The upgrade of one of the Far North's most historically significant wharves is now complete.
The official opening of Awanui's new $1.8 million Unahi (fish scale in Māori) Wharf was held last Thursday, following months of work to replace the ageing timber wharf with a new modern concrete structure.
Works included demolishing the old wharf (parts of which were believed to have been up to 100 years old), building a new concrete pontoon, gangway and berthing piles, as well as repairing parts of the seawall.
About 100 people turned out for the event, featuring Awanui Progressive and Ratepayers' Association chairman Bill Subtritzky as Master of Ceremonies (MC), speeches from special guests and the wharf's blessing by Reverend Fran and Rapiata Hokianga.
Today the Unahi Wharf is mainly used for recreational purposes, but in its heyday was the site of a thriving commercial port.
Originally built in 1926, the port was largely driven by Awanui's development as a transport hub, which allowed large vessels to navigate through the river near the present township.
Long-time Awanui resident Laurie Andrew (nee Walker) and Awanui Progressive and Ratepayers' Association secretary-treasurer has been a stoic advocate for the project since its inception.
She also has strong personal family ties to the area, with her grandfather the first harbour warden, succeeded by his son (her father), her brother and now herself.
Andrew said while she was very pleased with the result, her biggest wish was for the community to treat it with respect.
"It's absolutely awesome that this is finally open," Andrew said.
"Unfortunately we've had some people come down here to do burnouts in the carpark and others who've come down and left their rubbish behind.
"My message to the community is to please just look after it, a lot of money has gone into this, so just show it a bit of love and respect."
Andrew said two new security cameras would be installed this week to counter any bad behaviour.
The Unahi Wharf upgrade was made possible through a $1 million grant from the Provincial Growth Fund and approximately $750,000 from the Far North District Council.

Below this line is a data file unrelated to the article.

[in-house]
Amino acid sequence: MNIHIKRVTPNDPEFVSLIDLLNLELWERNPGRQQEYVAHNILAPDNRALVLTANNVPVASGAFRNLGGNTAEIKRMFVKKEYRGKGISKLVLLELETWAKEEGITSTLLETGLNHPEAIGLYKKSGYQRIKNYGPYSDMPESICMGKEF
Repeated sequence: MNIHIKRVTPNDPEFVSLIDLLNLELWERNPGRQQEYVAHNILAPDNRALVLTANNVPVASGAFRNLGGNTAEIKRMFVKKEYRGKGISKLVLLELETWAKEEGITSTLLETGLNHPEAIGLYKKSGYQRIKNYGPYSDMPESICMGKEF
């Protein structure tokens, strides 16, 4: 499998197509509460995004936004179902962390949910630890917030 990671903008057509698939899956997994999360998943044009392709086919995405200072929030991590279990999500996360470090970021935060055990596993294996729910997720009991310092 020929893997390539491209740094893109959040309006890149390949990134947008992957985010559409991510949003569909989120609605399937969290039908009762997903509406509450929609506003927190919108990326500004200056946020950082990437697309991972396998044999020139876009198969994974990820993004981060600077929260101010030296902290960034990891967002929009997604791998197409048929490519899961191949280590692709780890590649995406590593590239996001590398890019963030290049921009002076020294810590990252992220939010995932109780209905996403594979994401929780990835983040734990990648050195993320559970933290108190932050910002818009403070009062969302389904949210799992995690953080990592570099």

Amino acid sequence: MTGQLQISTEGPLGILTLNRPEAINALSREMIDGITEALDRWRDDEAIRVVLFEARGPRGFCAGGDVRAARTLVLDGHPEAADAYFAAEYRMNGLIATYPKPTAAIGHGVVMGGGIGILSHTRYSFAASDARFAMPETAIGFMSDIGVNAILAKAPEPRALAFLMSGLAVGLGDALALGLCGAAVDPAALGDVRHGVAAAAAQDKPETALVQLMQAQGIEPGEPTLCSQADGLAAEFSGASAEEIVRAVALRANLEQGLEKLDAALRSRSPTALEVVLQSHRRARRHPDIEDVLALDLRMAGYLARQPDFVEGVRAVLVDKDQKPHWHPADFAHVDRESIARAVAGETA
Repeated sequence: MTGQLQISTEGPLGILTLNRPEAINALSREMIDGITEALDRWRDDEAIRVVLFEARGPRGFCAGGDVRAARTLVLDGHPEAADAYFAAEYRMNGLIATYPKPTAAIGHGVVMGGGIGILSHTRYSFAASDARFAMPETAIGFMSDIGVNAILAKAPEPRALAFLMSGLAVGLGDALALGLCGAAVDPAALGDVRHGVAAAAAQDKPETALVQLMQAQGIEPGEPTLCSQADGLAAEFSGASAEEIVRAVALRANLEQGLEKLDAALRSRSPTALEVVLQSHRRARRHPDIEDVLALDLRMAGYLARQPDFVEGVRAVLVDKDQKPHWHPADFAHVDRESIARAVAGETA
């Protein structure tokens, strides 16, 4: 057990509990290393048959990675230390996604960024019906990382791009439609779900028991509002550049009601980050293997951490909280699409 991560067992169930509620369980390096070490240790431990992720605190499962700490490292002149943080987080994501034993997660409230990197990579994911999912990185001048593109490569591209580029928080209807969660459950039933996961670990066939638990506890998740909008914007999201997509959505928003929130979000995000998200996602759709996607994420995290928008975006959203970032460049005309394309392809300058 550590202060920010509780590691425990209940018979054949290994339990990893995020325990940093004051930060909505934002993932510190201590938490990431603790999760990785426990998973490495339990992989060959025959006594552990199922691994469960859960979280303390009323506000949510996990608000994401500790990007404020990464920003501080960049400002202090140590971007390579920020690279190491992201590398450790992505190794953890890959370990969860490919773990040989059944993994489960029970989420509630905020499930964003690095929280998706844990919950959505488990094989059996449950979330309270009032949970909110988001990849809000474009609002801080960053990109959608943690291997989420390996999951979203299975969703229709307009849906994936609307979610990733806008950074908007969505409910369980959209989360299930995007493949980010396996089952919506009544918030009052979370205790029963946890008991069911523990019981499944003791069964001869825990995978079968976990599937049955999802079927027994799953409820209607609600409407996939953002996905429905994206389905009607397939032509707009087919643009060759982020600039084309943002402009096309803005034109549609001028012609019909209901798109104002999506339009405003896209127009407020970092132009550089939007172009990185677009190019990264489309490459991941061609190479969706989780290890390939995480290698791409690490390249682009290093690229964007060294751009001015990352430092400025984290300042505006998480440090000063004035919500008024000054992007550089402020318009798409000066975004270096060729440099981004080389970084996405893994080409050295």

Former minister for regional economic development Shane Jones was instrumental in securing the Unahi Wharf upgrade funding and also spoke at the event.
The 'Awanui boy' said he had fished at the site many times growing up and was proud to see the project come to life.
"It's my absolute pleasure to be here today and acknowledge everyone here, as well as those who have worked to make this happen," Jones said.
"Little Unahi has a lot of history and will continue to be a tremendously popular facility, given its access to the beach and to our coastal environment.
"This is a birthright none of us should take for granted."
To ensure the new structure met community needs, Far North District Council's commercial arm, Far North Holdings Ltd, developed designs in partnership with commercial fishermen and the Awanui Progressive and Ratepayers' Association.
FNH operations manager Chris Gailbraith said he'd thoroughly enjoyed working with the community on the project, and while it had been challenging, it had been well worth the final outcome.
"About 12 years ago this was not in good nick. We had engineers saying it wasn't fit for vehicles, so that created a whole lot of problems for our local users, commercial fishing fleets, truck drivers, etc," Gailbraith said.
"It was really hard to work through those early days and we couldn't have done it without the combined effort of everyone involved.
"The wharf itself is now built to highway standard, can take 28-tonne trucks and the wharf-loading can take 60-tonne vessels and is 20m in length, so this is going to be with us for a long time."
The new Unahi Wharf was originally due for completion at the end of November 2021.
Far North District councillor Felicity Foy announced at the event that FNDC this summer would seal the unsealed short length of Unahi Road leading up to the wharf.
Cr Foy said this had been planned and approved two years ago as part of the council's Long Term Plan.